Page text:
Kärnan is a medieval tower, the only part remaining of a larger Danish fortress which controlled the entrance to the Baltic Sea.
The origins of the fortress is disputed but Danish legend places its origin to the reign of the legendary King Fróði. However, this legend has not been supported by archaeological proof. Dendrochronological dating has shown that the core was built in the 1310s, when Eric VI of Denmark was King of Denmark. It was considered the most important fortress in Denmark, and was integral in securing control over the strait between Scania and Zealand.
It was surrendered to Sweden along with the rest of Skåneland as part of the Treaty of Roskilde in 1658. The fortress was retaken by Danish forces in 1676 during the Scanian War, and its capture celebrated by flying a giant Flag of Denmark above it. This flag was later captured by the Swedish army and is preserved in the Army Museum (Armémuseum) in Stockholm. The fortress returned to Swedish control by the Treaty of Lund in 1679. Charles XI of Sweden ordered most of it demolished fearing that it was too exposed to a sneak attack from Denmark. The only thing that was saved for posterity was the old medieval tower core. The tower continued to serve as a landmark for shipping through Øresund.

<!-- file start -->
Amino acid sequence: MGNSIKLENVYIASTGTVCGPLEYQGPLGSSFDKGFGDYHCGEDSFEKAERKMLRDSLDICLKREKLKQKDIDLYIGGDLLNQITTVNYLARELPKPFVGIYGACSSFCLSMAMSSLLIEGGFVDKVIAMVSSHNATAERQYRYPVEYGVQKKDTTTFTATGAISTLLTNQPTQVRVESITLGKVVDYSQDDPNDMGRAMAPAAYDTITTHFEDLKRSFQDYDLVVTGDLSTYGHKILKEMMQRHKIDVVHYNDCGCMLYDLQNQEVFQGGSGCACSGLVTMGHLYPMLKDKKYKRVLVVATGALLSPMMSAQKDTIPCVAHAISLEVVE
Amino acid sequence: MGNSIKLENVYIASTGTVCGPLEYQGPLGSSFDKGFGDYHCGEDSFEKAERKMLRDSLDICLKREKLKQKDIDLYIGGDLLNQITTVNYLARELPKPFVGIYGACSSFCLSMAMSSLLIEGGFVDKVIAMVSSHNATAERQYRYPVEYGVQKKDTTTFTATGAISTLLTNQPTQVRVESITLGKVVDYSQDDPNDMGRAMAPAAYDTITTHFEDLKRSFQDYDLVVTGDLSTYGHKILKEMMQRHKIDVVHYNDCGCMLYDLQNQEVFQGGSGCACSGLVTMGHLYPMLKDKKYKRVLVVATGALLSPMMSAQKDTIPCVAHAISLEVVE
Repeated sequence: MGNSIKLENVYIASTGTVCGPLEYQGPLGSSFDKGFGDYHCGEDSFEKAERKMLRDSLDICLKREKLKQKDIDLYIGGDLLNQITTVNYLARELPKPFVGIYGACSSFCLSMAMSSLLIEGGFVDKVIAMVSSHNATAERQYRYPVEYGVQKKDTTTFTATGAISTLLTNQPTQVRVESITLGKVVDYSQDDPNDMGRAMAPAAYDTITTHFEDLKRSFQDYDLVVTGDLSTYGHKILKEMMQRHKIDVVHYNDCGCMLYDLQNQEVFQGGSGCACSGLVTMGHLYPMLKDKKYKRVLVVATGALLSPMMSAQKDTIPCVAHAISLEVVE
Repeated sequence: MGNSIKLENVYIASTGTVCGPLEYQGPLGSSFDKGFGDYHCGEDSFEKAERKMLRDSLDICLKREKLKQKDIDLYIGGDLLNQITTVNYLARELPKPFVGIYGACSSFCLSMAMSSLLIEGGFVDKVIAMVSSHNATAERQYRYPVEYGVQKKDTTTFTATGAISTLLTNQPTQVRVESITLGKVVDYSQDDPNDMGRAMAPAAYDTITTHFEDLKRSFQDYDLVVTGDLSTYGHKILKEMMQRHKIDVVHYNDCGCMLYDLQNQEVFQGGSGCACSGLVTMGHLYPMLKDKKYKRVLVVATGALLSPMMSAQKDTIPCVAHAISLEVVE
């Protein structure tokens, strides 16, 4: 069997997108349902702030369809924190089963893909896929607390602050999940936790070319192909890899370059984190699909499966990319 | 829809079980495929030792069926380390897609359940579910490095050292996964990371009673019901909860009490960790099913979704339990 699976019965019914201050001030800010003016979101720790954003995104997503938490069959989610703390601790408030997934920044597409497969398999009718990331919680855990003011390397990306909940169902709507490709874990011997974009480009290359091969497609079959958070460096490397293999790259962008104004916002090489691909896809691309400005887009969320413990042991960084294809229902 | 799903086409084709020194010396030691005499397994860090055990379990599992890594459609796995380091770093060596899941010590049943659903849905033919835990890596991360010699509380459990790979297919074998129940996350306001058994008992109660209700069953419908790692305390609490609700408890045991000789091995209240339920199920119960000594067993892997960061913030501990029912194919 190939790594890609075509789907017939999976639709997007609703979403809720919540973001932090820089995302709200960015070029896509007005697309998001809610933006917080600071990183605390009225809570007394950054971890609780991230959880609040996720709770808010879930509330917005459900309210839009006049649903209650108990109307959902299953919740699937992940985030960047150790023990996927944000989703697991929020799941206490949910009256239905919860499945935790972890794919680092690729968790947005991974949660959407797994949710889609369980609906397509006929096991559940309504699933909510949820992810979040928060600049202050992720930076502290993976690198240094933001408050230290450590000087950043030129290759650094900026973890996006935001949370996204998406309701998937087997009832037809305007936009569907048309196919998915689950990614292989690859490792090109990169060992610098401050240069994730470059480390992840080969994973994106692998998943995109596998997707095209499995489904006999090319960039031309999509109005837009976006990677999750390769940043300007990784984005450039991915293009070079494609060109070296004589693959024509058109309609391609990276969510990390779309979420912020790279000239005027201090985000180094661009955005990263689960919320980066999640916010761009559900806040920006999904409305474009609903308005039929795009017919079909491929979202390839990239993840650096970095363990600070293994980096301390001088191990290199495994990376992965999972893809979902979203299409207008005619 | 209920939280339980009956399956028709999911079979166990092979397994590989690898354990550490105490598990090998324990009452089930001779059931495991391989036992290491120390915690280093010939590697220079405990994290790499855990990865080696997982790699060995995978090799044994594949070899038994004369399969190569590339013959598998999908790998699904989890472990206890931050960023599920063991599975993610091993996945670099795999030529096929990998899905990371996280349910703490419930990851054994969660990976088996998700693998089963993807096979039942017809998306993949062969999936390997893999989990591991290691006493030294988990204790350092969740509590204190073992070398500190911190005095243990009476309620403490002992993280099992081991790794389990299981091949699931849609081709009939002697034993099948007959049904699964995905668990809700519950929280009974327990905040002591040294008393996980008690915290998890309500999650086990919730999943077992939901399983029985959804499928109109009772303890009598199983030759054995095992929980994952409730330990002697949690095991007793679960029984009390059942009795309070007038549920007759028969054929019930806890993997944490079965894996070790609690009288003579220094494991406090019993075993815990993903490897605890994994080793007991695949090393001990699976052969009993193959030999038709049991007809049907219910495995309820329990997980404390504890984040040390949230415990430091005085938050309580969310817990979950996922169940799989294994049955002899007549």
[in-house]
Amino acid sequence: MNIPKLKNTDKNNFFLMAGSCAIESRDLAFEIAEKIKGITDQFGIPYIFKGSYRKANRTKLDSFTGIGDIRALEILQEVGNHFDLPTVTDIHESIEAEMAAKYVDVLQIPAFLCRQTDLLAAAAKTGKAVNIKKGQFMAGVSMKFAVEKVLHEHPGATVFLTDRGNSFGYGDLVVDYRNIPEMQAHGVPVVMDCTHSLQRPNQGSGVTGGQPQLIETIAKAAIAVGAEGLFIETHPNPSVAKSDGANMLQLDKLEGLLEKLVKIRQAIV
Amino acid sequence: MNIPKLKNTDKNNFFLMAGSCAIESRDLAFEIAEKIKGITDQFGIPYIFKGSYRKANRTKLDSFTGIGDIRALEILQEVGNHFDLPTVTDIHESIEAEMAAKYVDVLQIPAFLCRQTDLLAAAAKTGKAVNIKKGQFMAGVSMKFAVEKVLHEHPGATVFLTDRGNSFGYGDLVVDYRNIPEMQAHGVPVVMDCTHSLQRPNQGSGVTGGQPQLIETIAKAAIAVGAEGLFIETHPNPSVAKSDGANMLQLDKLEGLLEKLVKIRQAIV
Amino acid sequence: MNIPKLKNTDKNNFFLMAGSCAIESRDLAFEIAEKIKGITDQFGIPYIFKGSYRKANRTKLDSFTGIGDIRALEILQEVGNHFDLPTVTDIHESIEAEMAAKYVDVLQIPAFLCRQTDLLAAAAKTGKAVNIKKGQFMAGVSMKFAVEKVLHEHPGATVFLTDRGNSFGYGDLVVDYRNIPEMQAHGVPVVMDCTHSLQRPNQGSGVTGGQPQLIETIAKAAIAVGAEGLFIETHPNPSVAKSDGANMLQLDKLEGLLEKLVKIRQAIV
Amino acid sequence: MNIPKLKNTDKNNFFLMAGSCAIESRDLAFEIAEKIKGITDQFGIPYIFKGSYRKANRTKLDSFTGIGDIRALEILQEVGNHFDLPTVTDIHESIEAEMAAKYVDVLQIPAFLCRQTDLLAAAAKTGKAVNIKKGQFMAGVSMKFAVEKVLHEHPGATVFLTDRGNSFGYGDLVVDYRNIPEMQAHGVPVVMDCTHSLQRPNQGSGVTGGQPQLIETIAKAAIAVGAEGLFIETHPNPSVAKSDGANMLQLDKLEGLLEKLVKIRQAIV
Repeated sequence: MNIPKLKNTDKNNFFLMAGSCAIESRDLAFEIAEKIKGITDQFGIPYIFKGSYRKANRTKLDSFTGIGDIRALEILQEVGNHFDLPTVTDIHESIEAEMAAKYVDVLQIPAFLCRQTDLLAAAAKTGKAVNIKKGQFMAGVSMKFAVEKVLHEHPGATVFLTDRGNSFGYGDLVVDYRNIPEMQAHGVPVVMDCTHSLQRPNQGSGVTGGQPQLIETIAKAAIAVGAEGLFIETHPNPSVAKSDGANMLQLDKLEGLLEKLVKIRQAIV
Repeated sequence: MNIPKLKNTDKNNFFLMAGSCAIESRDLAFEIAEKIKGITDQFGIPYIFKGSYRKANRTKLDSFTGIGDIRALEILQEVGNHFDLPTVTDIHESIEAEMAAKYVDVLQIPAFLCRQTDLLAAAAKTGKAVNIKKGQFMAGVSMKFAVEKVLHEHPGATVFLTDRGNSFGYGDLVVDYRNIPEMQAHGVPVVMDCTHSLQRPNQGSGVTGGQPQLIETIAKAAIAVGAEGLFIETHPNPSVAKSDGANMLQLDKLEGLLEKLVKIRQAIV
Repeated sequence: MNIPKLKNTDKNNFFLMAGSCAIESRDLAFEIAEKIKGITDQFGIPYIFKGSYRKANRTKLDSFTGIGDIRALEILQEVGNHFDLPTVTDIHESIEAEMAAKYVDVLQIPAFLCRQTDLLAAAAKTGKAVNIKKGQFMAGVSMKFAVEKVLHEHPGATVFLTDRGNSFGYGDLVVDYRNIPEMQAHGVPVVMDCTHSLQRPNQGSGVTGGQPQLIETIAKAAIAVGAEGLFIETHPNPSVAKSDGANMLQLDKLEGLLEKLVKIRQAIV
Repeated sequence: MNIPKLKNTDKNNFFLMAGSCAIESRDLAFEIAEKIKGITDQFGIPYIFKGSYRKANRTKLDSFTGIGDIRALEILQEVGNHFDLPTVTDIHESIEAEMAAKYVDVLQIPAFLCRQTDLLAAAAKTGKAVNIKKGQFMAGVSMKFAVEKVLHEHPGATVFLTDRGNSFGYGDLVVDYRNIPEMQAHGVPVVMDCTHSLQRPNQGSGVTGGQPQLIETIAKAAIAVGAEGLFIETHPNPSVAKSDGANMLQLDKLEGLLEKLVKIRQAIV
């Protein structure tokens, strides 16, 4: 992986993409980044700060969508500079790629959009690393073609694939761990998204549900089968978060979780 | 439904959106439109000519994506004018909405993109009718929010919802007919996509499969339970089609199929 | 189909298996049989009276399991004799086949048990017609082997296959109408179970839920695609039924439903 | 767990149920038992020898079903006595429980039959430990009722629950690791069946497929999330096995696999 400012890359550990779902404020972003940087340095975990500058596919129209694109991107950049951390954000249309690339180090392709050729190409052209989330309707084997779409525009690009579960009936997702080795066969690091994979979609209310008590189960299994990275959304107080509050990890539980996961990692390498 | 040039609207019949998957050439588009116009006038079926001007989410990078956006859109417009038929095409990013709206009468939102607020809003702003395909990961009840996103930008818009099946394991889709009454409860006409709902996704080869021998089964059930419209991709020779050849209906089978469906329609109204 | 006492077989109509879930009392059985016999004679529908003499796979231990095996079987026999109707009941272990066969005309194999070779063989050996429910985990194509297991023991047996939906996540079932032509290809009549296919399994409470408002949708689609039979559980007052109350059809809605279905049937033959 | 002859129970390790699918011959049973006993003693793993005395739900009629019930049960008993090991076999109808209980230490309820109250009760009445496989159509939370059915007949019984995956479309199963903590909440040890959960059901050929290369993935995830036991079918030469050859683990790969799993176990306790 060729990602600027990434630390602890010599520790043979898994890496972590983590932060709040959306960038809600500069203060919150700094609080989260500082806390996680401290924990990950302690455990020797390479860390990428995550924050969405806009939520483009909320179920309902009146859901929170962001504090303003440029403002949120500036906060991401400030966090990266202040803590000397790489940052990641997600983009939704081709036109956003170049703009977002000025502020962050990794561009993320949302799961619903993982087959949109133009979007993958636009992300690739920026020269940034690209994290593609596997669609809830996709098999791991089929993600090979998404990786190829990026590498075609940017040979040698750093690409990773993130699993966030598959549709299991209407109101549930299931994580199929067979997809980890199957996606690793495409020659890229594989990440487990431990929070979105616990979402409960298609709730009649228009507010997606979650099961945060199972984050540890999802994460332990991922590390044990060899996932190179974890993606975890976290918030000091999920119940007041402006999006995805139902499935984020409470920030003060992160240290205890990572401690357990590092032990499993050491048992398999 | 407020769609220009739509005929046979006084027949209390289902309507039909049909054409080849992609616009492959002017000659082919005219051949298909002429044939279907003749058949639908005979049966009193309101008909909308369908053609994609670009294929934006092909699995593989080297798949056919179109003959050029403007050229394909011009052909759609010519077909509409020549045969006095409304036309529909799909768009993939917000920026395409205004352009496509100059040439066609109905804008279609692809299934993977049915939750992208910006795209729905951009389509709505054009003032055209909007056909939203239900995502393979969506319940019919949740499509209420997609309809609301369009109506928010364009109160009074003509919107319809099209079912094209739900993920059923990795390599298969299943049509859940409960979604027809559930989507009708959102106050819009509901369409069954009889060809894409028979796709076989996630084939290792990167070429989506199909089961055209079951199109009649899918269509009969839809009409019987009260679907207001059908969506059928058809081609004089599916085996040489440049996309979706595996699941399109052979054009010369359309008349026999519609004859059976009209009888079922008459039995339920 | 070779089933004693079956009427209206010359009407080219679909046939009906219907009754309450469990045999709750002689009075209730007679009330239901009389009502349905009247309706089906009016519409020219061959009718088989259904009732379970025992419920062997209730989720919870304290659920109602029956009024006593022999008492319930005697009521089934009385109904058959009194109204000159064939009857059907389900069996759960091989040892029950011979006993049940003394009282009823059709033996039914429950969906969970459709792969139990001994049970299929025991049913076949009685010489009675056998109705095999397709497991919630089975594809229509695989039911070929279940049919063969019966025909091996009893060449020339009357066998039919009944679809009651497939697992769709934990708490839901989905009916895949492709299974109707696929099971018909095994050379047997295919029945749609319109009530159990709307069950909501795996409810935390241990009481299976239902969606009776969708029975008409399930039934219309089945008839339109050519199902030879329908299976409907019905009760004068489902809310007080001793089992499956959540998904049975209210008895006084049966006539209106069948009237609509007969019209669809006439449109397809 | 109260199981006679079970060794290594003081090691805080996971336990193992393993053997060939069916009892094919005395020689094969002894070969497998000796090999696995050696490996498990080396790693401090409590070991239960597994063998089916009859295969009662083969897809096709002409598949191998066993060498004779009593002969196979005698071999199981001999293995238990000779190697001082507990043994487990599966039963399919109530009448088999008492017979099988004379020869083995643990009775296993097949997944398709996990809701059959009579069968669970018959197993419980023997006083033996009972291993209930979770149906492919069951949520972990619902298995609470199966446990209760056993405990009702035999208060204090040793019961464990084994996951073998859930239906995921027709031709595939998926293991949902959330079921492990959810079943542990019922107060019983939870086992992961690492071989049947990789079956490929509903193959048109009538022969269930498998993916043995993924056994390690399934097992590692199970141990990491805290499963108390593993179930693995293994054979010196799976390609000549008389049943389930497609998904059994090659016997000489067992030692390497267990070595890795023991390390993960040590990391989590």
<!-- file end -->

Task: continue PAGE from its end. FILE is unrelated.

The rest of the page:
The castle was restored starting during 1893-94, under instructions from Oscar Ferdinand Trapp, a Swedish businessman and engineer (1847–1916). Architect for the restoration was Josef Alfred Hellerström (1863–1931), Helsingborg city architect from 1903 to 1928. The objective of the restoration was to restore, to the extent possible, the appearance the structure had based upon the oldest known medieval illustration. The building's crenellation dates from these repairs.References:
Easter Aquhorthies stone circle, located near Inverurie, is one of the best-preserved examples of a recumbent stone circle, and one of the few that still have their full complement of stones. It consists of a ring of nine stones, eight of which are grey granite and one red jasper. Two more grey granite stones flank a recumbent of red granite flecked with crystals and lines of quartz. The circle is particularly notable for its builders' use of polychromy in the stones, with the reddish ones situated on the SSW side and the grey ones opposite.
The placename Aquhorthies derives from a Scottish Gaelic word meaning 'field of prayer', and may indicate a 'long continuity of sanctity' between the Stone or Bronze Age circle builders and their much later Gaelic successors millennia later. The circle's surroundings were landscaped in the late 19th century, and it sits within a small fenced and walled enclosure. A stone dyke, known as a roundel, was built around the circle some time between 1847 and 1866–7.